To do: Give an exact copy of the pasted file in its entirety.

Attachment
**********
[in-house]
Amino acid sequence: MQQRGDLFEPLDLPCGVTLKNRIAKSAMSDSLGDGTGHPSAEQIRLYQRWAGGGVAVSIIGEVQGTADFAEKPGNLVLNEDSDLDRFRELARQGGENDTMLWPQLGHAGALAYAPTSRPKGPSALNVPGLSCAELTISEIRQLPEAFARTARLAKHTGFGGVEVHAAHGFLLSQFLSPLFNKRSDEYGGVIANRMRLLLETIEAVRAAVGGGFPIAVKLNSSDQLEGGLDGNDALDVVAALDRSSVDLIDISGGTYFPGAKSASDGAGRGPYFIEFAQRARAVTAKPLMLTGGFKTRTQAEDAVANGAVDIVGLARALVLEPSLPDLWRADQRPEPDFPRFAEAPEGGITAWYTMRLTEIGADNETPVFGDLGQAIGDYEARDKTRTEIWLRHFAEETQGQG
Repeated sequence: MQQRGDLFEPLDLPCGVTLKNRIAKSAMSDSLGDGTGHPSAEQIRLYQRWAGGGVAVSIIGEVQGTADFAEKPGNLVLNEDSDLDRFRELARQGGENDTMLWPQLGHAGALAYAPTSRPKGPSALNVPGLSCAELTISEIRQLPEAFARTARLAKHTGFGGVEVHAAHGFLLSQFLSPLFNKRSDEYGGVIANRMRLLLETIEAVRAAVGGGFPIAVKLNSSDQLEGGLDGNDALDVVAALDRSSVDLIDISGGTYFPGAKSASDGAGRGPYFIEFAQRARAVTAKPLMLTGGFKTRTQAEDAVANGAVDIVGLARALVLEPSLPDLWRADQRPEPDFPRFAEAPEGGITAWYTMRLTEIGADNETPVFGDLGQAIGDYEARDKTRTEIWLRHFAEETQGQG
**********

[in-house]
Amino acid sequence: MQQRGDLFEPLDLPCGVTLKNRIAKSAMSDSLGDGTGHPSAEQIRLYQRWAGGGVAVSIIGEVQGTADFAEKPGNLVLNEDSDLDRFRELARQGGENDTMLWPQLGHAGALAYAPTSRPKGPSALNVPGLSCAELTISEIRQLPEAFARTARLAKHTGFGGVEVHAAHGFLLSQFLSPLFNKRSDEYGGVIANRMRLLLETIEAVRAAVGGGFPIAVKLNSSDQLEGGLDGNDALDVVAALDRSSVDLIDISGGTYFPGAKSASDGAGRGPYFIEFAQRARAVTAKPLMLTGGFKTRTQAEDAVANGAVDIVGLARALVLEPSLPDLWRADQRPEPDFPRFAEAPEGGITAWYTMRLTEIGADNETPVFGDLGQAIGDYEARDKTRTEIWLRHFAEETQGQG
Repeated sequence: MQQRGDLFEPLDLPCGVTLKNRIAKSAMSDSLGDGTGHPSAEQIRLYQRWAGGGVAVSIIGEVQGTADFAEKPGNLVLNEDSDLDRFRELARQGGENDTMLWPQLGHAGALAYAPTSRPKGPSALNVPGLSCAELTISEIRQLPEAFARTARLAKHTGFGGVEVHAAHGFLLSQFLSPLFNKRSDEYGGVIANRMRLLLETIEAVRAAVGGGFPIAVKLNSSDQLEGGLDGNDALDVVAALDRSSVDLIDISGGTYFPGAKSASDGAGRGPYFIEFAQRARAVTAKPLMLTGGFKTRTQAEDAVANGAVDIVGLARALVLEPSLPDLWRADQRPEPDFPRFAEAPEGGITAWYTMRLTEIGADNETPVFGDLGQAIGDYEARDKTRTEIWLRHFAEETQGQG